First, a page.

Monday, October 13, 2008

Home Grown

Being a man and a great thinker, I am constantly thinking about two things, sex and the environment.

Recently there has been a good amount of turmoil in the global economy triggered by the pop of a housing bubble glistening with fraud and the fact that our economy is based on a good number of imaginary machinations, so confusingly laid out that people believe in them, kind of like the theory of relativity. Saving the economy could be as easy as bringing Tinkerbell back from the dead. We just have to believe.

But, I am babbling now. Let's get back to the point.

I started thinking about housing, the housing market, houses, and how they could be better, because if there are better houses out there, people will want to live in those, and we can start blowing up a new housing bubble.

New and environmentally friendly houses...

Here is the idea: living, growing houses.

If you are a biotechnologist, get to work on this. I have a feeling that I am not the first to think of this, but I really am upset with all of you that you haven't made it happen yet. I am pissed that my house isn't alive.

I would start with Bamboo. Certain strains of bamboo can grow up to four feet in a day and it is strong, really strong. Yeah, it is stronger than you. I don't care how much you can leg press. Yeah... no. That's not even impressive. No... Most people can leg press that much. Trust me... No, that is not impressive. I know 12 year old girls that can leg press that much.

Imagine, houses that are growing, living structures.

Now, I know that some of you probably hate rattan and bamboo furniture. Deal with it. I don't like that kind of furniture either.

Also, some of you are probably going to tell me that bamboo doesn't grow so well in Wisconsin. True, but it does grow well in places like Louisiana. Hmmm. I don't think that bamboo is filled with formaldehyde, but maybe they can do without the formaldehyde. Those crazy Cajuns.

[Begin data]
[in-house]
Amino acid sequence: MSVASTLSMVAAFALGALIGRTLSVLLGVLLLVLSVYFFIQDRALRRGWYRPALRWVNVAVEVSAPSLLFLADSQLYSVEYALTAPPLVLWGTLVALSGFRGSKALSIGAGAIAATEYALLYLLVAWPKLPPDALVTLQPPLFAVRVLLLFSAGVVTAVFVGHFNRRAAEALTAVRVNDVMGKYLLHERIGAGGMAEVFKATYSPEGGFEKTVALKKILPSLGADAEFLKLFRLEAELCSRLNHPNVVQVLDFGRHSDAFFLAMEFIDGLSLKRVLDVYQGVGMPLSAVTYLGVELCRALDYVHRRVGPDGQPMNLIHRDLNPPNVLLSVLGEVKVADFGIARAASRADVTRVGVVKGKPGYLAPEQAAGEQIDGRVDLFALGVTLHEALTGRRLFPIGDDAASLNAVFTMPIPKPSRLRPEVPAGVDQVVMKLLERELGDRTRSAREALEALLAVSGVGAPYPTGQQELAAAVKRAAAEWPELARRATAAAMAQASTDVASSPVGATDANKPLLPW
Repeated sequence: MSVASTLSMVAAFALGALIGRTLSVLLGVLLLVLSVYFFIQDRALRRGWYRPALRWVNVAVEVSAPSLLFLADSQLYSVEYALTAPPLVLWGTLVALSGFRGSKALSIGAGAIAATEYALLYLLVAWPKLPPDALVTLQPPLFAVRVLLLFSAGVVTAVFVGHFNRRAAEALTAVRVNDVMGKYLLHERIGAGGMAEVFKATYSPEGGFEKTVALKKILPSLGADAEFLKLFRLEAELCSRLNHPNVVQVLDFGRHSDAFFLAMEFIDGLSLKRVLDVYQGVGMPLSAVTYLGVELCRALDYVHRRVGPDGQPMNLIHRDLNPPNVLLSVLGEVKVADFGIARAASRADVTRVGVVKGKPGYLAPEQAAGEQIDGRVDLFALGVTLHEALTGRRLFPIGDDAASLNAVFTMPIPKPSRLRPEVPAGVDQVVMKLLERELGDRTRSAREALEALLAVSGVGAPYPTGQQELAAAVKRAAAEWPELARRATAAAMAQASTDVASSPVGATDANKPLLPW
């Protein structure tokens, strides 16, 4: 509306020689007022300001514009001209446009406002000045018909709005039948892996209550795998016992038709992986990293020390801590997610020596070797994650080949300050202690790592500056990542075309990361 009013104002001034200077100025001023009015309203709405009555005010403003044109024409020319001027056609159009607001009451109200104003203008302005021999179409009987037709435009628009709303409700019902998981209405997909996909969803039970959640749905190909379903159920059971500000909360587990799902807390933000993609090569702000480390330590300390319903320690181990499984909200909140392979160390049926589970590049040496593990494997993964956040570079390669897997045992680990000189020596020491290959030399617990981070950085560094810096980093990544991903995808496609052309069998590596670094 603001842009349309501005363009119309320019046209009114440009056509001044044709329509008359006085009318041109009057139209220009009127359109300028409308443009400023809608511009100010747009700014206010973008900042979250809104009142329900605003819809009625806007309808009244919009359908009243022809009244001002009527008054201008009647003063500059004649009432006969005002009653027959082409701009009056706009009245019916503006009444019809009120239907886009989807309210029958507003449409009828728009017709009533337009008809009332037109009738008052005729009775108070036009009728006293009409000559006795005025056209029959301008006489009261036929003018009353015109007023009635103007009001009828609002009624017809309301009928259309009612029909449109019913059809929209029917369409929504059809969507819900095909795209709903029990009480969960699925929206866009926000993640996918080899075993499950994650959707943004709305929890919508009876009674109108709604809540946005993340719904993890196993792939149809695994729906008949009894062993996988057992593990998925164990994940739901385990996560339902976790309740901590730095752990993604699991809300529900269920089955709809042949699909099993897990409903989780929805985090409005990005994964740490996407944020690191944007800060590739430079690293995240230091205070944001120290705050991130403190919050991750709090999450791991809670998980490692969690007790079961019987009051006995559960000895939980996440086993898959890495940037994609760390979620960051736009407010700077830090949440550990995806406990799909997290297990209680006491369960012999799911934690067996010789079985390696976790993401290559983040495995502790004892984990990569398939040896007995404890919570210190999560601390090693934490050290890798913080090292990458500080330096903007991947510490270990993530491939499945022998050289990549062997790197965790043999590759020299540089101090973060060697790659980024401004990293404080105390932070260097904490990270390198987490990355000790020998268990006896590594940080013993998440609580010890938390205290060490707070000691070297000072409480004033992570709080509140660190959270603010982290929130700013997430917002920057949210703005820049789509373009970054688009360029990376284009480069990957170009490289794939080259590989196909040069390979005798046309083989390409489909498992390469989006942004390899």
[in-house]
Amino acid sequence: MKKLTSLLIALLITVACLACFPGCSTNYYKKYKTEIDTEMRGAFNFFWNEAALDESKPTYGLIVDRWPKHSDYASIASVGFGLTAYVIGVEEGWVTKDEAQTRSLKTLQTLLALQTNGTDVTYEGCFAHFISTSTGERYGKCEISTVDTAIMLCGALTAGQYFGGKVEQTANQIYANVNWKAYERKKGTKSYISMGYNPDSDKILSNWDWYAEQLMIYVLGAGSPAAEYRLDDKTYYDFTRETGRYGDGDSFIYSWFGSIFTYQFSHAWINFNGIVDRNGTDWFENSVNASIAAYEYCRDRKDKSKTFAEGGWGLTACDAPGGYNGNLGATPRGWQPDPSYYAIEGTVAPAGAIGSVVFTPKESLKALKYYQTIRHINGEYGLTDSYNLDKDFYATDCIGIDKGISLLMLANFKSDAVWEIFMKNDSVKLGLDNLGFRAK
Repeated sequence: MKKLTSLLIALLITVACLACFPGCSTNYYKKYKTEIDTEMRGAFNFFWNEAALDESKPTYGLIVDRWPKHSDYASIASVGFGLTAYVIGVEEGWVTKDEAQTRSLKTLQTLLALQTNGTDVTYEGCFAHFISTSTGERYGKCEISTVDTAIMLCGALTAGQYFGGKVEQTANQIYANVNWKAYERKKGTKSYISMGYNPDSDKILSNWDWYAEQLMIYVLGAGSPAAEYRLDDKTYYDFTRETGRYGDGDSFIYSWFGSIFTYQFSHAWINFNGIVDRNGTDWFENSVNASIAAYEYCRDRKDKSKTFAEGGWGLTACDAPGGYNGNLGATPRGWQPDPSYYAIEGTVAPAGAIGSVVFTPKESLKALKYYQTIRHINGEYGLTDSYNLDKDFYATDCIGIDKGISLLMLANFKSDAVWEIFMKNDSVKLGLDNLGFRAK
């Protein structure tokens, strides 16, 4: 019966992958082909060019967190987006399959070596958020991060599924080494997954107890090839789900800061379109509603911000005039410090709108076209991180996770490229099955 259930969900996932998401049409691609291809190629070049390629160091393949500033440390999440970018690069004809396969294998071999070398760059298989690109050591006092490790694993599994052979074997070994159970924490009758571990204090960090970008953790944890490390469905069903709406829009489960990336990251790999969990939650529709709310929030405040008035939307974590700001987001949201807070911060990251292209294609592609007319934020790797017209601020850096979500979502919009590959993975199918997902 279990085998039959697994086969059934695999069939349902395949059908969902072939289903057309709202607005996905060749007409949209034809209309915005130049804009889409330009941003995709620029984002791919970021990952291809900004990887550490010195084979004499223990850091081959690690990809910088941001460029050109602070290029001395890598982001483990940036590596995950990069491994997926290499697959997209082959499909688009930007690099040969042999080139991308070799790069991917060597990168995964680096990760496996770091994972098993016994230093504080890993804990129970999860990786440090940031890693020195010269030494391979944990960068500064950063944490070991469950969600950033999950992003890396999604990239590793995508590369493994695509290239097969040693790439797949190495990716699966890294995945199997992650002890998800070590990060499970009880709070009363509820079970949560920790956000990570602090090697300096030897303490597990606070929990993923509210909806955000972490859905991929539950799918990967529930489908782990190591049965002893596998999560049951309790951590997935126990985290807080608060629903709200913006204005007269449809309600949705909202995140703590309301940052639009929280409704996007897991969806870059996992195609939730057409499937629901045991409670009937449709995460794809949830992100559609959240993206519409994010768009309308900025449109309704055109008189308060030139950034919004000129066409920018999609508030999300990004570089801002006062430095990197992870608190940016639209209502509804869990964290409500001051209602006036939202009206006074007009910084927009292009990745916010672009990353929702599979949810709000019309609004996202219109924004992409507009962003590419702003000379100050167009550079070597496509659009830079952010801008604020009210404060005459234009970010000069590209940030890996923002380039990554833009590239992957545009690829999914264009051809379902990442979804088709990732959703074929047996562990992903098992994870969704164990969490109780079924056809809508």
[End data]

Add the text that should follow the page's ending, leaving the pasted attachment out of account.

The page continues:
I could go on and on with different advantages and thoughts that I have on this idea, but I don't want to bore you guys. Just think about this. Humans have been manipulating plant and animal genetics for thousands of years. We have created square watermelons, can grow a human ear on the back of a mouse, clone sheep, and transplant hair (this hair restoration plug brought to you by Bosley Medical Systems). We should be able to figure out how to grow a house.

Don't let the Smurfs make the human race look stupid. I know Papa Smurf is smart and all, and they have been outsmarting Gargamel for years, but come on.

P.S. Why haven't you subscribed to Ideas By

P.P.S. Cheer up. The only people who could stand to gain from the entire world economy being in the dump are aliens looking for cheap real estate. Just keep on trucking, and maybe look into getting the new Gold-Pressed Latinum card from Visa.


Anonymous said...

Gargamel is Dick Cheney in James Taylor's body

Anonymous said...

this is a great idea!
A lot of people have had it but there is a beast far greater than Gargamel that is preventing things like this from becoming a reality, it's called bureaucracy and i can't believe I spelled it right!

This is the kind of shit people like Michael Reynolds have been working toward for decades.... McCain should take a look at him for some clarity on what the word maverick means.

it got to the point where he had to take his superior eco-archt. ideas and innovations to third world countries in order to realize them..... now there are people in Buttcrackistan living in better more efficient houses than us.

sam small said...

Dude, what are you talking about?
You can totally grow a house. A Bamboo. And don't worry, thanks to some really cool architecture and engineering, your bamboo house can have a variety of "looks" besides tropical bamboo.

Hurricane and earthquake strong designs for building code approved residential, resort and commercial structures assembled from prefabricated engineered panels built from certified Structural Bamboo poles offer an extraordinary solution to a variety of the construction challenges facing anyone building today.

Structural Bamboo poles from Bamboo Technologies are ICC certified as complying with IBC, IRC and UBC construction material standards and now also qualify for LEED credits as a rapidly renewable resource.

Bamboo is one of the fastest growing plants on the planet and is extremely efficient at absorbing carbon, locking it away indefinitely into soil deposits.

Structural Bamboo offers an attractive solution that not only reduces the carbon released into the atmosphere from the use of concrete or steel, bamboo actually removes carbon from the air and sequesters it away indefinitely.